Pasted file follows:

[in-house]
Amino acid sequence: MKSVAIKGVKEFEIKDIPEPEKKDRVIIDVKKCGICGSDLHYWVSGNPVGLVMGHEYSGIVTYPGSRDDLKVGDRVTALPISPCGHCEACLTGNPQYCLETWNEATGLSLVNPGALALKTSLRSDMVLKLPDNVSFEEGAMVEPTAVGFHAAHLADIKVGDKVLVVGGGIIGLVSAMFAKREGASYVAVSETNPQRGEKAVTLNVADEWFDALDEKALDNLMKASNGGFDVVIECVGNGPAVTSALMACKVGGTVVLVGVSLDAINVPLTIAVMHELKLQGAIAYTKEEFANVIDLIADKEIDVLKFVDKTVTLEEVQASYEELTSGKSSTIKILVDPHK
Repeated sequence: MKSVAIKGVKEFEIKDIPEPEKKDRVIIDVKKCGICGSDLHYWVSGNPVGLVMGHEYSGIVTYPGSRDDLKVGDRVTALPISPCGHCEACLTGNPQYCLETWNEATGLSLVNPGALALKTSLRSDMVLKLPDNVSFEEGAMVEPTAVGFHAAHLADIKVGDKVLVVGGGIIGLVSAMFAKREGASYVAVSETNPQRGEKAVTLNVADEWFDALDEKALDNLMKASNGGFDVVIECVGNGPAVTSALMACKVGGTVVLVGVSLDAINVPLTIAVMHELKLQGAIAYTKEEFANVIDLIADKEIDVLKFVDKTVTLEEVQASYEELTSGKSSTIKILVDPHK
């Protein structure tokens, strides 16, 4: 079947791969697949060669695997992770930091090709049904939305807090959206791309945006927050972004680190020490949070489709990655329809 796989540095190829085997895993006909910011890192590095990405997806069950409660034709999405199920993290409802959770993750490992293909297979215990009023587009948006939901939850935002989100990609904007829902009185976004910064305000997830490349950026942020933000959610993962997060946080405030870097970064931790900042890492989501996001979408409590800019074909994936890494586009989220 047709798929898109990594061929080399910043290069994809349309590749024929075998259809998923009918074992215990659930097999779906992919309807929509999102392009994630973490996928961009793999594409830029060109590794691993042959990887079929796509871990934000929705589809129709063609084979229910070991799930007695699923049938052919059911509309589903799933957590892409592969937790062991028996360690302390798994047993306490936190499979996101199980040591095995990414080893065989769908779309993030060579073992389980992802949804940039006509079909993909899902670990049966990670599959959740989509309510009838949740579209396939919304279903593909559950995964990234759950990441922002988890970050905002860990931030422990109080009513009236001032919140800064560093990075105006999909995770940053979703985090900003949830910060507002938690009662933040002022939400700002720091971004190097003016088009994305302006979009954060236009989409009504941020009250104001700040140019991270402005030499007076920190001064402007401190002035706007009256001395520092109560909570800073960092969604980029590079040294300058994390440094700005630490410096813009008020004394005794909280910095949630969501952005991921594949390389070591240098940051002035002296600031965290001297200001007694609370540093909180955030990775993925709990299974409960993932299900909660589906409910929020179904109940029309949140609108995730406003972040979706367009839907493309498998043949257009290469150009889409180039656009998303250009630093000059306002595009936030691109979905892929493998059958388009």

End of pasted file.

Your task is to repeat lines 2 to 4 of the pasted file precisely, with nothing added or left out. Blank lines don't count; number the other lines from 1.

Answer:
Amino acid sequence: MKSVAIKGVKEFEIKDIPEPEKKDRVIIDVKKCGICGSDLHYWVSGNPVGLVMGHEYSGIVTYPGSRDDLKVGDRVTALPISPCGHCEACLTGNPQYCLETWNEATGLSLVNPGALALKTSLRSDMVLKLPDNVSFEEGAMVEPTAVGFHAAHLADIKVGDKVLVVGGGIIGLVSAMFAKREGASYVAVSETNPQRGEKAVTLNVADEWFDALDEKALDNLMKASNGGFDVVIECVGNGPAVTSALMACKVGGTVVLVGVSLDAINVPLTIAVMHELKLQGAIAYTKEEFANVIDLIADKEIDVLKFVDKTVTLEEVQASYEELTSGKSSTIKILVDPHK
Repeated sequence: MKSVAIKGVKEFEIKDIPEPEKKDRVIIDVKKCGICGSDLHYWVSGNPVGLVMGHEYSGIVTYPGSRDDLKVGDRVTALPISPCGHCEACLTGNPQYCLETWNEATGLSLVNPGALALKTSLRSDMVLKLPDNVSFEEGAMVEPTAVGFHAAHLADIKVGDKVLVVGGGIIGLVSAMFAKREGASYVAVSETNPQRGEKAVTLNVADEWFDALDEKALDNLMKASNGGFDVVIECVGNGPAVTSALMACKVGGTVVLVGVSLDAINVPLTIAVMHELKLQGAIAYTKEEFANVIDLIADKEIDVLKFVDKTVTLEEVQASYEELTSGKSSTIKILVDPHK
């Protein structure tokens, strides 16, 4: 079947791969697949060669695997992770930091090709049904939305807090959206791309945006927050972004680190020490949070489709990655329809 796989540095190829085997895993006909910011890192590095990405997806069950409660034709999405199920993290409802959770993750490992293909297979215990009023587009948006939901939850935002989100990609904007829902009185976004910064305000997830490349950026942020933000959610993962997060946080405030870097970064931790900042890492989501996001979408409590800019074909994936890494586009989220 047709798929898109990594061929080399910043290069994809349309590749024929075998259809998923009918074992215990659930097999779906992919309807929509999102392009994630973490996928961009793999594409830029060109590794691993042959990887079929796509871990934000929705589809129709063609084979229910070991799930007695699923049938052919059911509309589903799933957590892409592969937790062991028996360690302390798994047993306490936190499979996101199980040591095995990414080893065989769908779309993030060579073992389980992802949804940039006509079909993909899902670990049966990670599959959740989509309510009838949740579209396939919304279903593909559950995964990234759950990441922002988890970050905002860990931030422990109080009513009236001032919140800064560093990075105006999909995770940053979703985090900003949830910060507002938690009662933040002022939400700002720091971004190097003016088009994305302006979009954060236009989409009504941020009250104001700040140019991270402005030499007076920190001064402007401190002035706007009256001395520092109560909570800073960092969604980029590079040294300058994390440094700005630490410096813009008020004394005794909280910095949630969501952005991921594949390389070591240098940051002035002296600031965290001297200001007694609370540093909180955030990775993925709990299974409960993932299900909660589906409910929020179904109940029309949140609108995730406003972040979706367009839907493309498998043949257009290469150009889409180039656009998303250009630093000059306002595009936030691109979905892929493998059958388009």